Router(config-ra-guard)# trusted-port

Related Commands

Command

Description

ipv6 nd inspection policy

Defines the NDP inspection policy n ame and enters NDP inspection policy configuration mode.

ipv6 nd raguard policy

Defines the RA guard policy name and enter RA guard policy configuration mode.

tunnel 6rd br

To bypass security checks on an IPv6 rapid deployment (6RD) customer-edge (CE) router, use the tunnel 6rd br command in interface configuration mode. To remove the BR router’s address from configuration, use the no form of this command.

tunnel 6rd br ipv4-address

no tunnel 6rd br ipv4-address

Syntax Description

ipv4-address

IPv4 address of the BR router.

Command Default

No BR router is specified.

Command Modes


Interface configuration

Command History

Release

Modification

Cisco IOS XE Release 3.1S

This command was introduced.

15.1(3)T

This command was integrated into Cisco IOS Release 15.1(3)T.

Usage Guidelines

The tunnel 6rd br command is optional for 6RD operation. The command allows the user to specify the BR address, which allows the 6RD router to skip the security checks for packets from that source.

By default at a 6RD router, all incoming packets require that their outer IPv4 source address to be embedded in the 6RD-encoded IPv6 source address. Packets that do not satisfy this criteria are dropped. Configuring the tunnel 6rd br command exempts packets with the specified source from this check.

The tunnel 6rd br command should be enabled on the customer edge (CE) router, because packets arriving at the CE from the BR typically are traffic from a native IPv6 host, which does not need to have a 6RD-encoded source address.

Examples

The following example sets the BR address to 10.1.4.1:

Router(config-if)# tunnel 6rd br 10.1.4.1 

Related Commands

Command

Description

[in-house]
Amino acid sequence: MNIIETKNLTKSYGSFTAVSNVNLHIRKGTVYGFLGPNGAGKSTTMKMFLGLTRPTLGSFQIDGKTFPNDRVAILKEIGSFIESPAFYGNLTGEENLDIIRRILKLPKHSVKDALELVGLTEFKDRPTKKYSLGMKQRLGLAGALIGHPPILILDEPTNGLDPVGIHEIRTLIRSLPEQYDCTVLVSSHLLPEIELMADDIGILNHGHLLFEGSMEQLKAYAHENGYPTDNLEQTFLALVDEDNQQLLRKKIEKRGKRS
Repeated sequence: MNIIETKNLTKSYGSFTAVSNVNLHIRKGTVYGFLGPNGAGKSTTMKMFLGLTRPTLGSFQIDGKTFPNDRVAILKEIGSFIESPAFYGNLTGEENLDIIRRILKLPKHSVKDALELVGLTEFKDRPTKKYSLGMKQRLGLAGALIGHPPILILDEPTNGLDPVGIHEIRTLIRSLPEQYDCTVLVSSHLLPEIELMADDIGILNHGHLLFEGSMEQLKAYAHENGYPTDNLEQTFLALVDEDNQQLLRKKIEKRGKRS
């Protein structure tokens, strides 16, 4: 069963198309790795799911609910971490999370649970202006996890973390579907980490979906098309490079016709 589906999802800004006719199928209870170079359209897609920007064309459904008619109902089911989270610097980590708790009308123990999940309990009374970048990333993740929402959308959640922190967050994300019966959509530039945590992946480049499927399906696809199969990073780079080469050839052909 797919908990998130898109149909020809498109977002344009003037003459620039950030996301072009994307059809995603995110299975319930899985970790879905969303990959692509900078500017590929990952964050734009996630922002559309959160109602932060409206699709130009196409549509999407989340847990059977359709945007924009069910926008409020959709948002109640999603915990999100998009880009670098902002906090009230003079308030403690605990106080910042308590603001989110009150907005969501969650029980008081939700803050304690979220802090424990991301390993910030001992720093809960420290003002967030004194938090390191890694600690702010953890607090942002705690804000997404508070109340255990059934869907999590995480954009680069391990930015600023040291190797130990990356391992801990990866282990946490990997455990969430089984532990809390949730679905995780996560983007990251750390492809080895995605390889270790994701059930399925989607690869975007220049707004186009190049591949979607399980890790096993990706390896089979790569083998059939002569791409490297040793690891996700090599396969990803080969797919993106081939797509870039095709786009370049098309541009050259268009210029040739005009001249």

ip address

Specifies the IPv4 address of an IPv4 interface.

ipv6 address

Configures an IPv6 address based on an IPv6 general prefix and enables IPv6 processing on an interface.

show ipv6 interface

Displays the usability status of interfaces configured for IPv6.

tunnel destination

Sets the destination address for a tunnel interface.

tunnel source

Sets the source address for a tunnel interface.

tunnel 6rd ipv4

To specify the prefix length and suffix length of the IPv4 transport address common to all the 6RD routers in a domain, use the tunnel 6rd ipv4 command in interface configuration mode. To remove these parameters, use the no form of this command.

tunnel 6rd ipv4 prefix-len length suffix-len length

no tunnel 6rd ipv4 prefix-len length suffix-len length

Syntax Description

prefix-len length

Specifies the prefix length, in bits, common to all 6RD routers in a domain.

  • The range is from 0 to 31, and the default is 0.
  • The sum of the IPv4 prefix length and the IPv4 suffix length cannot exceed 31.

suffix-len length

Specifies the suffix length, in bits, common to all 6RD routers in a domain.

  • The range is from 0 to 31, and the default is 0.
  • The sum of the IPv4 prefix length and the IPv4 suffix length cannot exceed 31.

Command Default

The prefix length and suffix length are 0.

Command Modes


Interface configuration

Command History

Release

Modification

Cisco IOS XE Release 3.1S

This command was introduced.

15.1(3)T

This command was integrated into Cisco IOS Release 15.1(3)T.

Usage Guidelines

The tunnel 6rd ipv4command is optional for 6RD operation. This command specifies the number of most significant bits and least significant bits of the IPv4 transport address (that is, the tunnel source) that are common to all the 6RD routers in a domain. The valid range is from 0 to 31, and the sum of the IPv4 prefix length and the IPv4 suffix length cannot exceed 31. If the tunnel 6rd ipv4command is not configured, and the tunnel 6rd prefix command is configured, the system uses the default value of 0.

Examples

The following example shows 6RD configuration, including the number of most and least significant bits of the IPv4 transport address common to all the 6RD routers in a domain:

Router(config)# interface Tunnel1
Router(config-if)# ipv6 address 2001:B000:100::1/32
Router(config-if)# tunnel source GigabitEthernet2/0/0
Router(config-if)# tunnel mode ipv6ip 6rd
Router(config-if)# tunnel 6rd prefix 2001:B000::/32
Router(config-if)# tunnel 6rd ipv4 prefix-len 16 suffix-len 8

Related Commands

Command

Description

ip address

Specifies the IP address of an IPv4 interface.

ipv6 address

Configures an IPv6 address based on an IPv6 general prefix and enables IPv6 processing on an interface.

show ipv6 interface

Displays the usability status of interfaces configured for IPv6.

tunnel 6rd prefix

Specifies the common IPv6 prefix on 6RD tunnels

tunnel destination

Sets the destination address for a tunnel interface.

tunnel source